elementary language manuals. The Qur’ān, however, had a tardy
appearance in the Arab world: Muslim sheikhs adamantly rejected printing the
Qur’ān because of the smell of the ink used at this time. (According
to them the ink was unclean and thus it may defile the Qur’ān.)
This puritan attitude resulted in the very late appearance of al-Azhar first
printed edition of the Qur’ān in 1923.
Contrary to this hesitation in the Arab and Muslim world, the Catholic Church in
Europe was extremely keen on publishing Christian books, making it available to
Christian Arab communities in Europe, and to missionaries in the Arab world.
That explains the early appearance of such books as the Horae Canonicae,
Rituals of Christianity, and the catechetical On the
Christian Doctrine. It is worth mentioning that a number of European
print houses were specialized in printing these Christian Arabic books such as
the Ambrosiana print house.
editions of Arabic books in Europe followed successively: Guillaume Postel’s
Arabic Grammar was published in 1538; in 1613 the Imprimerie Royale
in Paris published a book entitled Arab Philosophers; in 1505 in
Granada Pedru de Alcala published his
legeramente saber la lingua araviga;
Rudimenta Linguae Arabicae
by T. Erpenius in 1620. In 1616 the first fully diacriticized Arabic book
printed in Leiden was the Story of Josef.
started a trend in printing and publishing Arabic books in Europe. These books
were either critically edited or printed without a critical apparatus. However,
they appeared centuries before their appearance in the Arab world. Ibn Sīnā’s
Canon was translated into Latin in 1473, then published in Rome in 1593; Ibn
Hišām’s Qatr al-Nadā wa Bal al-Sadā was printed in Holland by
Brill with a French translation in 1887.
Printing in the Arab world has lagged behind almost 250 years after the printing
revolution in Europe. Interestingly, the first printed books in the Arab world
were printed in Aleppo. There the first Arabic Psalms were printed
in 1706 along with the Gospels. Istanbul was to come next in this
realm of printing by printing Hājī Khalīfā’s Tuhfat al-Kibār fī Asfār
al-Bihār in 1729. The Shuair Monastery in Lebanon owned a press that
used to print religious and theological works, such as: Mizān al-Zamān
in (1734), Arabic Psalms in (1735), Ta’mulāt Rawhiyya li
’Ayām al-’Usbū‘ in (1736). We can clearly notice that Christian works
were at the forefront of the printing process in both the European and the Arab
first known printed edition of the Qur’ān, however, was produced
in Venice by Alessandro Paganini between 9 August 1537 and 9 August 1538. The
Qur’ān’s first printed edition in the Arab world was published in Istanbul in
1727, and in Egypt by al-Azhar University/Mosque in 1923 after 4 centuries of
its first printing in Europe.
was a bit late in entering this world of printing. However, it soon assumed an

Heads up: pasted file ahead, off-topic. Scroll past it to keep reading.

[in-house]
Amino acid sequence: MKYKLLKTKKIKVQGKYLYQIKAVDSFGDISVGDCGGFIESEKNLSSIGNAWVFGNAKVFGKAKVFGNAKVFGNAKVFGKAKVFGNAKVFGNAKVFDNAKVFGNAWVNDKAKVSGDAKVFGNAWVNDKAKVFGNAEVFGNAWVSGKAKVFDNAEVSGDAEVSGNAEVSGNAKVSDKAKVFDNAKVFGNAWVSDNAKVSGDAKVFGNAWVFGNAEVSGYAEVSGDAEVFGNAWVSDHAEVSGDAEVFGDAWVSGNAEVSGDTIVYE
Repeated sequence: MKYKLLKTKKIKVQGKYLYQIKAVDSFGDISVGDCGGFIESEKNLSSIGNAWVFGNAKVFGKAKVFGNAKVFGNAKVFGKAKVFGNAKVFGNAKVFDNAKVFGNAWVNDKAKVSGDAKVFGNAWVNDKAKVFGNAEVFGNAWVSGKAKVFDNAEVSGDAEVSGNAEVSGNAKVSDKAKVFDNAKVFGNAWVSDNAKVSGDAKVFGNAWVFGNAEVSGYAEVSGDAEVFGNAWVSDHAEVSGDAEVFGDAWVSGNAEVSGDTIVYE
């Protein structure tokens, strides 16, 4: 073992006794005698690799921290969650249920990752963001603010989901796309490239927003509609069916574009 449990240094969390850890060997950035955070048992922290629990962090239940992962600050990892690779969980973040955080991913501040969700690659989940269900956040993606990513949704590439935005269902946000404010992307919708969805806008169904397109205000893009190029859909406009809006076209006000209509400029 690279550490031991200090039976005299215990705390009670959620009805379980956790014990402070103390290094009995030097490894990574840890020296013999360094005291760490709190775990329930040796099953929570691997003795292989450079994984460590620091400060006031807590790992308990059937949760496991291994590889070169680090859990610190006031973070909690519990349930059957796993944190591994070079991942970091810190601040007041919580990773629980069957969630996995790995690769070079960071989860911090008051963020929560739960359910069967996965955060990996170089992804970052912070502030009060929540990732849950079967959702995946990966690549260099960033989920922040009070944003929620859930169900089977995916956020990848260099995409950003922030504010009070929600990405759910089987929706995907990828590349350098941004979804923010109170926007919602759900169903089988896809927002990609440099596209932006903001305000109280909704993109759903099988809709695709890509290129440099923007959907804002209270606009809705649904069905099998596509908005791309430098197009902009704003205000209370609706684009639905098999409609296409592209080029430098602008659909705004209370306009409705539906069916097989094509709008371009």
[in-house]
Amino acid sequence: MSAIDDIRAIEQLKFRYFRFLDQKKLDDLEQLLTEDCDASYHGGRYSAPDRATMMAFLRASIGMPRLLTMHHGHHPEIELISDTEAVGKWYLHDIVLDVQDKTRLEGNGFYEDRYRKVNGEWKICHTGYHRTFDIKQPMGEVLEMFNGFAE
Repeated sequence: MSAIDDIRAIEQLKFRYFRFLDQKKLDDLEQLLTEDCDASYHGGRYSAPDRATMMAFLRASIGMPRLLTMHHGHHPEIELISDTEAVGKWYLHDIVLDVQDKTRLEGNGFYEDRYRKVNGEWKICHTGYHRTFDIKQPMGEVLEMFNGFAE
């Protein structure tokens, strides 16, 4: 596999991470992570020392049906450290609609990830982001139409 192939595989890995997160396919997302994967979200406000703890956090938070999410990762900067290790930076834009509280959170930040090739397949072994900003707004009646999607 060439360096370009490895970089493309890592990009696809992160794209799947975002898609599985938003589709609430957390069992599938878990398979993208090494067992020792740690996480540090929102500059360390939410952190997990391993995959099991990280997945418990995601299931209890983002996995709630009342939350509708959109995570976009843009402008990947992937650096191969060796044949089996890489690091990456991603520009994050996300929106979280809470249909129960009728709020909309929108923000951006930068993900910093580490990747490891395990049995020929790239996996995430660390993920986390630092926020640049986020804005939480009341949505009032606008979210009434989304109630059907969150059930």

important position in the Arab world as relates to printing. The movable type
press was first introduced to the Egyptians through the Napoleonic French
Campaign on Egypt. The first printed materials by this press were quite scanty
and of no value, and they were all aimed at publicizing the “good will” of the
French invaders. Of these publication we may mention the following: the
Psalms, Medical instructions, the Wisdom of Luqmān.
The respected and scholarly works, however, were produced in Cairo by the
pioneering Būlāq press.
Modern technologies in publishing, and new digital publishing of major Arabic
works. The impact of providing open access to digitized Arabic manuscripts that
are still in their manuscript form.
Exploring the different methods of publishing and critical editing
especially during the first stages in the history of printing Arabic works
in Europe, be they published in Arabic script or translated into a European
language. Shedding light on the relationships between original manuscripts
and printed and translated works, and whether the two texts (the original
manuscript and the printed one) matched or not. And how did they translated
and edited these texts simultaneously?
What are the relationships between Orientalism and publishing in Europe?
What was the support offered by the printing press to the Orientalists? Did
the accumulation of Arabic manuscripts influence the publishing movement in
Europe? Did colonial tendencies encourage Arabic heritage publishing, or
where there other “innocent” reasons?
Exploring textual criticism and its influence on European publishing
methods, and whether publishing and editing methods changed according to the
genre or topic of the work.
Did the publishing of Greek and Latin classics influence the publishing of
Arabic texts? And how different the methods of publishing these two
patrimonies were? Did the Europeans regard Arabic works as a subsidiary
product of ancient European heritage?
Exploring grand publishing projects and series. How far these projects
achieved its goals? And do we have in the Arab world anything comparable to
the Loeb Classics series? Can we compare the project of Dā’irat al-Ma‘ārif
al-‘Uthmaniyya of the Dekkan to the Loeb or other similar series?
The importance of catalogues in identifying major works.
The phenomenon of republishing already publishing works using different
methods or criteria. Exploring the differences between different editions of
the same work.